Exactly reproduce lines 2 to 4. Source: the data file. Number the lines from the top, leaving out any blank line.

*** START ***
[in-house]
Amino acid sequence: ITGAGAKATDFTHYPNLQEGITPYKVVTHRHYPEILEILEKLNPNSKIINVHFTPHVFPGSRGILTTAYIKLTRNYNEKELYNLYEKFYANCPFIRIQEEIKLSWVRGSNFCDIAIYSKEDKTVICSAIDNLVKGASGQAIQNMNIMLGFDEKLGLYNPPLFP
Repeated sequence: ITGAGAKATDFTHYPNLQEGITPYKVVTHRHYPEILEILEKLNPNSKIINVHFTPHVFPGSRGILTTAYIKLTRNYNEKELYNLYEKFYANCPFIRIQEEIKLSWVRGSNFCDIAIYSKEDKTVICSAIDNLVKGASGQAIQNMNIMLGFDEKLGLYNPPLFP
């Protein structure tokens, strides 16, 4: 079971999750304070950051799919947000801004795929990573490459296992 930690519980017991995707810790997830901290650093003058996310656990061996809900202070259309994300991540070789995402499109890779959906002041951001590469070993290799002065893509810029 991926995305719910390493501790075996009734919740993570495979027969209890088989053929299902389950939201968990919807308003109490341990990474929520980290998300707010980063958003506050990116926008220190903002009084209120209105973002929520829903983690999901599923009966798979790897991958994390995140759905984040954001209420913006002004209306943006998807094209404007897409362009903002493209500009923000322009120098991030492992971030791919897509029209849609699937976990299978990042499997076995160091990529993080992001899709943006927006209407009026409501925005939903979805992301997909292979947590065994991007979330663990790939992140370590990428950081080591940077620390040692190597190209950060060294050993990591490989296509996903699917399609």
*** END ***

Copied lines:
Amino acid sequence: ITGAGAKATDFTHYPNLQEGITPYKVVTHRHYPEILEILEKLNPNSKIINVHFTPHVFPGSRGILTTAYIKLTRNYNEKELYNLYEKFYANCPFIRIQEEIKLSWVRGSNFCDIAIYSKEDKTVICSAIDNLVKGASGQAIQNMNIMLGFDEKLGLYNPPLFP
Repeated sequence: ITGAGAKATDFTHYPNLQEGITPYKVVTHRHYPEILEILEKLNPNSKIINVHFTPHVFPGSRGILTTAYIKLTRNYNEKELYNLYEKFYANCPFIRIQEEIKLSWVRGSNFCDIAIYSKEDKTVICSAIDNLVKGASGQAIQNMNIMLGFDEKLGLYNPPLFP
């Protein structure tokens, strides 16, 4: 079971999750304070950051799919947000801004795929990573490459296992 930690519980017991995707810790997830901290650093003058996310656990061996809900202070259309994300991540070789995402499109890779959906002041951001590469070993290799002065893509810029 991926995305719910390493501790075996009734919740993570495979027969209890088989053929299902389950939201968990919807308003109490341990990474929520980290998300707010980063958003506050990116926008220190903002009084209120209105973002929520829903983690999901599923009966798979790897991958994390995140759905984040954001209420913006002004209306943006998807094209404007897409362009903002493209500009923000322009120098991030492992971030791919897509029209849609699937976990299978990042499997076995160091990529993080992001899709943006927006209407009026409501925005939903979805992301997909292979947590065994991007979330663990790939992140370590990428950081080591940077620390040692190597190209950060060294050993990591490989296509996903699917399609």